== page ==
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Sugar and spice

Season four of ‘Chef’s Table’ is meant for your sweet tooth

Christina Tosi, chef/co-founder of Milk Bar

Wikimedia Commons

The new season of “Chef’s Table,” which landed on Netflix in early May, is an exciting continuation of the previous seasons, but with a new focus: this time it’s just desserts. You may be wondering why we’re covering a show over a month after its release. Well, to be honest, it just fell to the bottom of my queue; you know the feeling.

Season four brings four episodes that address the theme in very different ways but that are bound together by joyful experimentation in each of the chef’s establishments.

The first episode, featuring Christina Tosi and her bakery, Milk Bar, sets the lighthearted tone for the show. Tosi uses baking as a way of exploring memory, childhood, and fun. Simultaneously silly and intellectual, she exemplifies the balance between flexibility and discipline.

The second episode features Corrado Assenza, a Sicilian pasticciere who uses local flavors to make classic and quirky dishes. He’s world-famous for his densely flavored and perfectly textured gelato, but in this episode he talks about another dish. An unlikely dessert, his raw oysters served on sorbet-like almond granita express the flavors of the sea. The risks he takes, like the oyster dish, have been a double-edged sword: They sprang him to the international stage of culinary experimentation but simultaneously alienated his local customers. In recent years, this extreme contrast has balanced out, and the menu at his legendary Caffè Sicilia features both the classic and the experimental, appealing to the full spectrum of sweets lovers.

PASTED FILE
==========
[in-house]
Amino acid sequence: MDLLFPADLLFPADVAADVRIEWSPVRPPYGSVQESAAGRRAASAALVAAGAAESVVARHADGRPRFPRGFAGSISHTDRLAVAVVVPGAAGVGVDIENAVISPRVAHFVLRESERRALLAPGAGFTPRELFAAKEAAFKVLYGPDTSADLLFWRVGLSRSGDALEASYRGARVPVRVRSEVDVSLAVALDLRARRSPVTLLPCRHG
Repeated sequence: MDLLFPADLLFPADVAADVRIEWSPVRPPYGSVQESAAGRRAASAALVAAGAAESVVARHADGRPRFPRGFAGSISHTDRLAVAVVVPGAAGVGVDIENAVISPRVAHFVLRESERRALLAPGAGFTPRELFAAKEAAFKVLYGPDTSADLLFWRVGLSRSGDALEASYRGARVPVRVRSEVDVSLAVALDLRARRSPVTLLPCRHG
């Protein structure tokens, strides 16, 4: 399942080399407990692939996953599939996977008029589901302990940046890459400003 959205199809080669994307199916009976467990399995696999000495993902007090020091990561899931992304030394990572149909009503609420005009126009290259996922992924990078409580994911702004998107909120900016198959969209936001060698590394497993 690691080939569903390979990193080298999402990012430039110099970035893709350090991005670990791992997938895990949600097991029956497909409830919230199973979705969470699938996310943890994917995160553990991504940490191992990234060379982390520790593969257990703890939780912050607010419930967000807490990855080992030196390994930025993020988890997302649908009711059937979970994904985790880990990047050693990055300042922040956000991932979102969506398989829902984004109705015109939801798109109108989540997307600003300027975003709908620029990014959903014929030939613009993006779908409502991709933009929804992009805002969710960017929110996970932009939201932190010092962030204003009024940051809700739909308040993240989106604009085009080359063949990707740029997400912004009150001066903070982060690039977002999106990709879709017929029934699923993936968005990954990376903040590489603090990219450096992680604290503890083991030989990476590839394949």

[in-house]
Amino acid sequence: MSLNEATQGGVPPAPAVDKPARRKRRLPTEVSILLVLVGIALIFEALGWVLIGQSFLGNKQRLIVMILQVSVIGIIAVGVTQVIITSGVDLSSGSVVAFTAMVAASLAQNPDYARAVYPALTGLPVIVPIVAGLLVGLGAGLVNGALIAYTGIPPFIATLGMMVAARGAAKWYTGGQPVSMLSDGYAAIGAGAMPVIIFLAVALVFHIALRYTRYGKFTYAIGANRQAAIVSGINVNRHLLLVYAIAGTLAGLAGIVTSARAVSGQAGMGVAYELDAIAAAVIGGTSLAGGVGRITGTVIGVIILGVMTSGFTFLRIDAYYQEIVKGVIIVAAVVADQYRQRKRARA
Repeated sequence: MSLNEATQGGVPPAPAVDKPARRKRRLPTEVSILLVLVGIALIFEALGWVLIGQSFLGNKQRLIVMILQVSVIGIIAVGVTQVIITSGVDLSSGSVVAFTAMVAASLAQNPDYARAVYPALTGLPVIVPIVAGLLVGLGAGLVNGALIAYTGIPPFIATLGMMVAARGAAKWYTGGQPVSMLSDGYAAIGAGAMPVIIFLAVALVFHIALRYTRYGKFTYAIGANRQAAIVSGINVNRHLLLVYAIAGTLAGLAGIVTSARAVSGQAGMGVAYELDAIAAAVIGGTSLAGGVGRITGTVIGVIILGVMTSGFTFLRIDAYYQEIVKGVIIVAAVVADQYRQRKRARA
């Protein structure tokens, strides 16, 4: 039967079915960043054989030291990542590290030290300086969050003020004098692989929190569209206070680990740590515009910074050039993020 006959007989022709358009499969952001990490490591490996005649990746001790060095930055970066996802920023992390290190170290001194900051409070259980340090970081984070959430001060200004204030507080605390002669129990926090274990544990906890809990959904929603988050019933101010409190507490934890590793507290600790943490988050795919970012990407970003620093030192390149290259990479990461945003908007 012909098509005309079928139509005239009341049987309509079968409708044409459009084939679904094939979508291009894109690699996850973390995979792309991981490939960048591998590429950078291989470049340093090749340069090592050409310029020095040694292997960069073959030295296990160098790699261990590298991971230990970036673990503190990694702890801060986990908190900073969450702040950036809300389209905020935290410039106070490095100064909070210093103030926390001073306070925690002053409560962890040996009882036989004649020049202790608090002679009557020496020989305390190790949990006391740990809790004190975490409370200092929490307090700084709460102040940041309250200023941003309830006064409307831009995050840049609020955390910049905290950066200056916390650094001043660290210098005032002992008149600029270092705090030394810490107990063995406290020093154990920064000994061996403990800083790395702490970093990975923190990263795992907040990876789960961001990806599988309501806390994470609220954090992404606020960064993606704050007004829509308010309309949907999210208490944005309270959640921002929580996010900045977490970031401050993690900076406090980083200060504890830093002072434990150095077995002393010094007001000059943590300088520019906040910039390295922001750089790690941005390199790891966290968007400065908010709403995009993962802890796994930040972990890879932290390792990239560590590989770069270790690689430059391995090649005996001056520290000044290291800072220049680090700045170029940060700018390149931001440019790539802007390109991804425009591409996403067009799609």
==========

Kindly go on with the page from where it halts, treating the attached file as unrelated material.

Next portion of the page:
“Chef’s Table” is most recognized for its incredible, beautiful cinematography: near-slow-motion pans and zooms across dishes, around markets, and through kitchens. The filmmaking communicates the deliciousness of the food without smell, touch, or taste. Beyond that, it gives viewers language to understand food as a way of seeing the complexities of the world we live in.

In the third episode, which features Jordi Roca, pastry chef of the three-Michelin-star Spanish restaurant El Celler de Can Roca, Roca describes the elements of his dishes as if they are lines in a poem, forming an elegant and thoughtful whole. This may sound a little high-minded, but the creators of “Chef’s Table” make it feel relatable and useful beyond the kitchen.

Will Goldfarb, the disgraced former NYC-based pastry chef who launched the dessert bar concept, is the subject of the season’s finale. A few years ago, Goldfarb dropped out of the New York scene and quietly opened a new spot in Bali, allowing him to work and live close to the origin of many of the ingredients in his arsenal: vanilla, chocolate, nutmeg, and tropical fruits.

“Chef’s Table” is food porn at its best but also at its most serious. Sometimes I wish the show would allow a little more silliness rather than portraying the episodes’ subjects as god-like. But, in a way, that’s the show’s strength. The chefs featured built their worldviews and culinary philosophies on diligence and infinite curiosity; the show allows us a small peek into their imaginative worlds.

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